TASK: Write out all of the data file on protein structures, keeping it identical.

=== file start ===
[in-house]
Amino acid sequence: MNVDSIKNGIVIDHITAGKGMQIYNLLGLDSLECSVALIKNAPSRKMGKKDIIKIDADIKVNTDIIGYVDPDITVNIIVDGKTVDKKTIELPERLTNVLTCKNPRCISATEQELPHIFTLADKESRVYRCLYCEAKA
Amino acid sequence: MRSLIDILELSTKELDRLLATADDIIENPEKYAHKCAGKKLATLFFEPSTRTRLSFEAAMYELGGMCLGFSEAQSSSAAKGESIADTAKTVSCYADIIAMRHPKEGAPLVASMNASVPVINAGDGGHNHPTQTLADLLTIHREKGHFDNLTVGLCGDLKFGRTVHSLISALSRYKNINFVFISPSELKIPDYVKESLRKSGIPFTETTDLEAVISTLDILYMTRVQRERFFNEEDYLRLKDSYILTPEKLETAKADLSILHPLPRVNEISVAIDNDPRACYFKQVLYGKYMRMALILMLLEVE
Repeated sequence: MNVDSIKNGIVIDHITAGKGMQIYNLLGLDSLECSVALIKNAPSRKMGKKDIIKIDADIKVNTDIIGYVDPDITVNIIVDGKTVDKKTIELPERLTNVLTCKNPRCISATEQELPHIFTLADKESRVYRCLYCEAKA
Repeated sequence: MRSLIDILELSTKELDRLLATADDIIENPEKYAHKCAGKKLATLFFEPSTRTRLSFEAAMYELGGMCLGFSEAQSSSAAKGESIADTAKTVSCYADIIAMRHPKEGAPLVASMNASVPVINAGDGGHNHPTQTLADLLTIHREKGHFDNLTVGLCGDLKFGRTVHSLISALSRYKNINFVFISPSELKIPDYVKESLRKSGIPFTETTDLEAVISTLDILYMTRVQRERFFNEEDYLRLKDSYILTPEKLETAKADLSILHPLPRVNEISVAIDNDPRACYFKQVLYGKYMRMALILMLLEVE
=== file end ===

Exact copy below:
[in-house]
Amino acid sequence: MNVDSIKNGIVIDHITAGKGMQIYNLLGLDSLECSVALIKNAPSRKMGKKDIIKIDADIKVNTDIIGYVDPDITVNIIVDGKTVDKKTIELPERLTNVLTCKNPRCISATEQELPHIFTLADKESRVYRCLYCEAKA
Amino acid sequence: MRSLIDILELSTKELDRLLATADDIIENPEKYAHKCAGKKLATLFFEPSTRTRLSFEAAMYELGGMCLGFSEAQSSSAAKGESIADTAKTVSCYADIIAMRHPKEGAPLVASMNASVPVINAGDGGHNHPTQTLADLLTIHREKGHFDNLTVGLCGDLKFGRTVHSLISALSRYKNINFVFISPSELKIPDYVKESLRKSGIPFTETTDLEAVISTLDILYMTRVQRERFFNEEDYLRLKDSYILTPEKLETAKADLSILHPLPRVNEISVAIDNDPRACYFKQVLYGKYMRMALILMLLEVE
Repeated sequence: MNVDSIKNGIVIDHITAGKGMQIYNLLGLDSLECSVALIKNAPSRKMGKKDIIKIDADIKVNTDIIGYVDPDITVNIIVDGKTVDKKTIELPERLTNVLTCKNPRCISATEQELPHIFTLADKESRVYRCLYCEAKA
Repeated sequence: MRSLIDILELSTKELDRLLATADDIIENPEKYAHKCAGKKLATLFFEPSTRTRLSFEAAMYELGGMCLGFSEAQSSSAAKGESIADTAKTVSCYADIIAMRHPKEGAPLVASMNASVPVINAGDGGHNHPTQTLADLLTIHREKGHFDNLTVGLCGDLKFGRTVHSLISALSRYKNINFVFISPSELKIPDYVKESLRKSGIPFTETTDLEAVISTLDILYMTRVQRERFFNEEDYLRLKDSYILTPEKLETAKADLSILHPLPRVNEISVAIDNDPRACYFKQVLYGKYMRMALILMLLEVE